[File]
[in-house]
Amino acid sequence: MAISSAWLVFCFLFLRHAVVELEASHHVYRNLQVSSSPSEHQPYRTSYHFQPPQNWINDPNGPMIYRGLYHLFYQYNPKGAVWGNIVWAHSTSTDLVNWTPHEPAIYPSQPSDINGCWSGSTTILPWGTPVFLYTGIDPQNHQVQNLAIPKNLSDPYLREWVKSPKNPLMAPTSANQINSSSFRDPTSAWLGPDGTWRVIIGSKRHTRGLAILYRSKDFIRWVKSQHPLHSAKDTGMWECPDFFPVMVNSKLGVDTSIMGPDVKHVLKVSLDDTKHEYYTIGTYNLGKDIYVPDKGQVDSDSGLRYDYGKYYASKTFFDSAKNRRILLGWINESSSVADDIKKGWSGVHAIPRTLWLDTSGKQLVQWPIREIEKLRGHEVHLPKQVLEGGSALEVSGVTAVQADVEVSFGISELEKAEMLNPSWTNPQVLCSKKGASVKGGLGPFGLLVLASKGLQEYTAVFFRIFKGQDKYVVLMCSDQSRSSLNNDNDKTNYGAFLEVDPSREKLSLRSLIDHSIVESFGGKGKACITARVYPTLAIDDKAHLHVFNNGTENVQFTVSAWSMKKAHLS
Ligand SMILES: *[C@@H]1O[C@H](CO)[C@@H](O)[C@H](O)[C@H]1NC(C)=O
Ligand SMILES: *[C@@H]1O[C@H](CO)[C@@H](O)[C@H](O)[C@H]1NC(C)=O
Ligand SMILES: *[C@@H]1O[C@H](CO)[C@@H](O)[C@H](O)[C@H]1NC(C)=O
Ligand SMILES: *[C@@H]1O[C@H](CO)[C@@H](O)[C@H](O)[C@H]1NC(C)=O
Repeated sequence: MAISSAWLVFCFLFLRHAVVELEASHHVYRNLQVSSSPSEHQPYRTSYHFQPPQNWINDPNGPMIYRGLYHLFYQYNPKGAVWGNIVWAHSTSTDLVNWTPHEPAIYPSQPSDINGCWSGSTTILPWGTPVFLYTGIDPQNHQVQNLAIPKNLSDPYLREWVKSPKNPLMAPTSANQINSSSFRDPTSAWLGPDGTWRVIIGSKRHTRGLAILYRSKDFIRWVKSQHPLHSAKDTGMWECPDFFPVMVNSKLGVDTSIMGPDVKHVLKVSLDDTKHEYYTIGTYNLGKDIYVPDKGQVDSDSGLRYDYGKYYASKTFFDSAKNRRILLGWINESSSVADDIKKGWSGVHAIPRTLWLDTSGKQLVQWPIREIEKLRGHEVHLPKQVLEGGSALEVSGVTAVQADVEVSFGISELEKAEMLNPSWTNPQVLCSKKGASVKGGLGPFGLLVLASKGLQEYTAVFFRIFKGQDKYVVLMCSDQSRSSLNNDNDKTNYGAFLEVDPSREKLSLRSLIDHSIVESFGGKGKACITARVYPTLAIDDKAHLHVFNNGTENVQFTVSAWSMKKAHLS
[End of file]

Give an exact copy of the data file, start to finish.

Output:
[in-house]
Amino acid sequence: MAISSAWLVFCFLFLRHAVVELEASHHVYRNLQVSSSPSEHQPYRTSYHFQPPQNWINDPNGPMIYRGLYHLFYQYNPKGAVWGNIVWAHSTSTDLVNWTPHEPAIYPSQPSDINGCWSGSTTILPWGTPVFLYTGIDPQNHQVQNLAIPKNLSDPYLREWVKSPKNPLMAPTSANQINSSSFRDPTSAWLGPDGTWRVIIGSKRHTRGLAILYRSKDFIRWVKSQHPLHSAKDTGMWECPDFFPVMVNSKLGVDTSIMGPDVKHVLKVSLDDTKHEYYTIGTYNLGKDIYVPDKGQVDSDSGLRYDYGKYYASKTFFDSAKNRRILLGWINESSSVADDIKKGWSGVHAIPRTLWLDTSGKQLVQWPIREIEKLRGHEVHLPKQVLEGGSALEVSGVTAVQADVEVSFGISELEKAEMLNPSWTNPQVLCSKKGASVKGGLGPFGLLVLASKGLQEYTAVFFRIFKGQDKYVVLMCSDQSRSSLNNDNDKTNYGAFLEVDPSREKLSLRSLIDHSIVESFGGKGKACITARVYPTLAIDDKAHLHVFNNGTENVQFTVSAWSMKKAHLS
Ligand SMILES: *[C@@H]1O[C@H](CO)[C@@H](O)[C@H](O)[C@H]1NC(C)=O
Ligand SMILES: *[C@@H]1O[C@H](CO)[C@@H](O)[C@H](O)[C@H]1NC(C)=O
Ligand SMILES: *[C@@H]1O[C@H](CO)[C@@H](O)[C@H](O)[C@H]1NC(C)=O
Ligand SMILES: *[C@@H]1O[C@H](CO)[C@@H](O)[C@H](O)[C@H]1NC(C)=O
Repeated sequence: MAISSAWLVFCFLFLRHAVVELEASHHVYRNLQVSSSPSEHQPYRTSYHFQPPQNWINDPNGPMIYRGLYHLFYQYNPKGAVWGNIVWAHSTSTDLVNWTPHEPAIYPSQPSDINGCWSGSTTILPWGTPVFLYTGIDPQNHQVQNLAIPKNLSDPYLREWVKSPKNPLMAPTSANQINSSSFRDPTSAWLGPDGTWRVIIGSKRHTRGLAILYRSKDFIRWVKSQHPLHSAKDTGMWECPDFFPVMVNSKLGVDTSIMGPDVKHVLKVSLDDTKHEYYTIGTYNLGKDIYVPDKGQVDSDSGLRYDYGKYYASKTFFDSAKNRRILLGWINESSSVADDIKKGWSGVHAIPRTLWLDTSGKQLVQWPIREIEKLRGHEVHLPKQVLEGGSALEVSGVTAVQADVEVSFGISELEKAEMLNPSWTNPQVLCSKKGASVKGGLGPFGLLVLASKGLQEYTAVFFRIFKGQDKYVVLMCSDQSRSSLNNDNDKTNYGAFLEVDPSREKLSLRSLIDHSIVESFGGKGKACITARVYPTLAIDDKAHLHVFNNGTENVQFTVSAWSMKKAHLS